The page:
3) Assuming 1 & 2 are true, this CO2-induced warming is a dangerous trend that will accelerate in the future. This is pretty unlikely; it’s clear from history that NOTHING CO2 does is going to be relevant on the scale of Antarctica moving over the southern pole. We’ve had the same temperatures at 700 ppm and 7000 ppm, so it’s hard to argue CO2 is very strong.

    4) Assuming 1,2, and three is true, spending these trillions will address this issue. Here it really falls apart. China, Russia, Africa, and India will never accept this, so cutting our own CO2 will not do much to fix the problem.

  66. What you are willfully ignoring is La Chatlier’s principle, which I am sure you studied when you were sixteen but must have forgotten. When water vapor leaves to form clouds or raindrops, more will evaporate out of the ocean to replace it./blockquote>

    And what you are ignoring, even though it was pointed out to you before, is that the form of that water is important: if it forms low level clouds (as models and other evidence suggest), it becomes very strong negative feedback, since those clouds powerfully raise the earth’s albedo.

    If one actually thinks that the impact of CO2 on temperature will make any difference in the rate at which humans release CO2 (and it won’t, as the article and several of us said), the one must address the problems with both paleoclimatic data and models.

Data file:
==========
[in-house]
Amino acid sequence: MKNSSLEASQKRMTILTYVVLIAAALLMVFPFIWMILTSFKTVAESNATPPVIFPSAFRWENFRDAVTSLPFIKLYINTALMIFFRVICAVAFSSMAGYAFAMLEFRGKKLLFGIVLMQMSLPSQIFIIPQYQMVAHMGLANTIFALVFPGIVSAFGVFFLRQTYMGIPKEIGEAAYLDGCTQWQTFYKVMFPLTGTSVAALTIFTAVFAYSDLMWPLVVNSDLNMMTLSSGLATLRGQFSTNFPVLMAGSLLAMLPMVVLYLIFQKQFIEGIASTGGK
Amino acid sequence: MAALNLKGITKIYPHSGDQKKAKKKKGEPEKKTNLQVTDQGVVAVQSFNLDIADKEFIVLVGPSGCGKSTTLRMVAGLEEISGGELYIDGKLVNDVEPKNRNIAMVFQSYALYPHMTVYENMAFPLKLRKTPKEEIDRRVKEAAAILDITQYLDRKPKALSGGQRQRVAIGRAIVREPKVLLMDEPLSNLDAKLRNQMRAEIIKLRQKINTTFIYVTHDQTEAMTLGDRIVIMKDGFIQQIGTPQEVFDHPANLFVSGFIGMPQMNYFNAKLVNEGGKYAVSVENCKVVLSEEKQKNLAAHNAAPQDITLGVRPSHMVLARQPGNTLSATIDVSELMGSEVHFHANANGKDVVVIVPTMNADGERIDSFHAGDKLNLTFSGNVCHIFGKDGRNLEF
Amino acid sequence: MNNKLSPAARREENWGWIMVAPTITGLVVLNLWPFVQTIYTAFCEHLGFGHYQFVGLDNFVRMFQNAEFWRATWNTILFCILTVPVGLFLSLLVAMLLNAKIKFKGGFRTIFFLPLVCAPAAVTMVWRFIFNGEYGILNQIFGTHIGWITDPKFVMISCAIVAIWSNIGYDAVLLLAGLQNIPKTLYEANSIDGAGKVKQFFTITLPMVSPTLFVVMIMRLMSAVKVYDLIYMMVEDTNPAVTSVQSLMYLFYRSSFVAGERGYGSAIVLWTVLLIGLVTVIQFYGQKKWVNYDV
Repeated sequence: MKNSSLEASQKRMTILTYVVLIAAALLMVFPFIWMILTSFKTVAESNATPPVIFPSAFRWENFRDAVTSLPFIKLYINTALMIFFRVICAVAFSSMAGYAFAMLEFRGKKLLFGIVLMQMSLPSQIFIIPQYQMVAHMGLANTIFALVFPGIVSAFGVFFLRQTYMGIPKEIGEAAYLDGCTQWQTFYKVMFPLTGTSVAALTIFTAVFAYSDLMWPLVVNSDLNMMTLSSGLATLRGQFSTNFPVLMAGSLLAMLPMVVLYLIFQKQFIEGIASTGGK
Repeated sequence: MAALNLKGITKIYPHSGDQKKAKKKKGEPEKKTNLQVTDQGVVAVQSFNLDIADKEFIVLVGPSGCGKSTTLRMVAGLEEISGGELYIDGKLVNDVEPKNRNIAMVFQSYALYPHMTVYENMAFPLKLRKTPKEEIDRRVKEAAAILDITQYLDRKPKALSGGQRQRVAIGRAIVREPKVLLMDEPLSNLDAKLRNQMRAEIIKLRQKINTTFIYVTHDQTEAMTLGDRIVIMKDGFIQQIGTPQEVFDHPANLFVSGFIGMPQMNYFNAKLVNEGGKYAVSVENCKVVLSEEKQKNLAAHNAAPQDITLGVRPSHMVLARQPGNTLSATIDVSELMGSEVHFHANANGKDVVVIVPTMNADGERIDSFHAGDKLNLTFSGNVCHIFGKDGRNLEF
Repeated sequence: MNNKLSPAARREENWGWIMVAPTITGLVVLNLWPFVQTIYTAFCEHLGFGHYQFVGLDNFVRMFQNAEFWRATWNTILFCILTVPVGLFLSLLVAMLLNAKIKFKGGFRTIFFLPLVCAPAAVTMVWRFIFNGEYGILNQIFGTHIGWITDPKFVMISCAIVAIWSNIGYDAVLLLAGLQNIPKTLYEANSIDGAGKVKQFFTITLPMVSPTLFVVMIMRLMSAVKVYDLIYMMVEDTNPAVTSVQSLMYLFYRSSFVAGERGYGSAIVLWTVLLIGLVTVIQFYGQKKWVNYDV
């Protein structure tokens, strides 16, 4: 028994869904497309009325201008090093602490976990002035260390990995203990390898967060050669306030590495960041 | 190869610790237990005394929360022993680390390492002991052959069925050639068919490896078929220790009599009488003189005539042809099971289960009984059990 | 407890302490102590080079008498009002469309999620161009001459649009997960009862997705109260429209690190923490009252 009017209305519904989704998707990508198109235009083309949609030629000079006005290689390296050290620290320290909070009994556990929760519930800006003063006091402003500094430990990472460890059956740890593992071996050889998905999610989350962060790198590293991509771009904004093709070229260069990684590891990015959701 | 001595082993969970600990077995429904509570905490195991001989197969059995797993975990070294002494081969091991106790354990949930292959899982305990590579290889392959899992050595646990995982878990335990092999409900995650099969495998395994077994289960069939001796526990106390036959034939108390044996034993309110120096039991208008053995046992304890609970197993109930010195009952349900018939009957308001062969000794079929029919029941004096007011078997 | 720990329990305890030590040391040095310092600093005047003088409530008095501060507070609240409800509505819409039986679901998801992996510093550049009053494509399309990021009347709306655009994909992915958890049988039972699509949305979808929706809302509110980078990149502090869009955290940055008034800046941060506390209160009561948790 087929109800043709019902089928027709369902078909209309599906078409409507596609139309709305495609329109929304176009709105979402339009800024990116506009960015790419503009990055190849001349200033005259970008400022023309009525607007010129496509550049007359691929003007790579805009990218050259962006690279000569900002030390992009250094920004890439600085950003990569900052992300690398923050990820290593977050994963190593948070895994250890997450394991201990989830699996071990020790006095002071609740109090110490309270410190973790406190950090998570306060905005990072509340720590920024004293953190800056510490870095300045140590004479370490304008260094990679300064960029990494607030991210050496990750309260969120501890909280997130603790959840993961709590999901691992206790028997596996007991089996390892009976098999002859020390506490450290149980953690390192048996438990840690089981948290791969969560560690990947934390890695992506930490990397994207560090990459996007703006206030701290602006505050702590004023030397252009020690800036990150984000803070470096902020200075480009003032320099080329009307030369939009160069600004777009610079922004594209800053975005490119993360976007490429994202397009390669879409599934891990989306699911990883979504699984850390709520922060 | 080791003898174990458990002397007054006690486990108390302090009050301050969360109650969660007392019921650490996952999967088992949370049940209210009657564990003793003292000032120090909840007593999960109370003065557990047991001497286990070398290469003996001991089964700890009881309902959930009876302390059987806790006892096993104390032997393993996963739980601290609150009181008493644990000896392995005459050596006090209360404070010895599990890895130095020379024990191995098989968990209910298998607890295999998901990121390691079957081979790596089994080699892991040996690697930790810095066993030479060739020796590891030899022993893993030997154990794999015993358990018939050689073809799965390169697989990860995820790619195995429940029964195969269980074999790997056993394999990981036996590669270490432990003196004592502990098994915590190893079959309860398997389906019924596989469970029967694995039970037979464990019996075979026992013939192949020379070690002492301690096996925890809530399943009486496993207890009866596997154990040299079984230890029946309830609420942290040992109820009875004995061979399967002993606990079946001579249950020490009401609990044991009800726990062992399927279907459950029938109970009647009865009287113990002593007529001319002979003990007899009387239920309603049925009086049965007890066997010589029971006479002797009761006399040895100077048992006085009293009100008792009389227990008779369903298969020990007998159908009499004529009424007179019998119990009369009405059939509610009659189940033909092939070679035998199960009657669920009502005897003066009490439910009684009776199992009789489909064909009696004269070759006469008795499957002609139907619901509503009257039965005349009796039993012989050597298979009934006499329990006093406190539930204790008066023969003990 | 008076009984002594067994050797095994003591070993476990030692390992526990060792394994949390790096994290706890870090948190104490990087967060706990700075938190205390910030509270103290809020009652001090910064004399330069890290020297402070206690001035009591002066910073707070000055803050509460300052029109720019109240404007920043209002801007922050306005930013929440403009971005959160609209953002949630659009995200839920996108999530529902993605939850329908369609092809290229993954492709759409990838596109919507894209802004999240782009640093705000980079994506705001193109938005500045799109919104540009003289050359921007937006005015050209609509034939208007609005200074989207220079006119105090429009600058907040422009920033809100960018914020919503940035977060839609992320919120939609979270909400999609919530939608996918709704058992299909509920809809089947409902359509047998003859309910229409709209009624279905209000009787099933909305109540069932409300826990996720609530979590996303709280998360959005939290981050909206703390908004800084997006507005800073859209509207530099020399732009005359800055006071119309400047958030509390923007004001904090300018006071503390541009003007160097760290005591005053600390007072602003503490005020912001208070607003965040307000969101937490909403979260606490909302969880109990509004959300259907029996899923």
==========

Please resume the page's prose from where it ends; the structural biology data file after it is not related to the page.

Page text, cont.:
Paleoclimatic data is poor – especially the surface temperature record. The GISS data is an example of that. It suffers from many biases (urban heat island being one of them). Supposedly attempts are made to correct for these. Interestingly, each time it is corrected, the resulting time series shows MORE warming. The statistical probability of this happening is low – corrections should refine the data but are unlikely to always shift the slope in the same direction!

    Furthermore, the corrections are very weak. One of the benefits of the internet is that more people can contribute to the analysis of data. For most of the history of the controversy, the raw data was not available, and the researchers refused to release the algorithms. If you think that this is an example of science working the it is supposed to, you are misguided. This is science working the way it used to before modern technology made it possible to tighten the feedback loop through data sharing.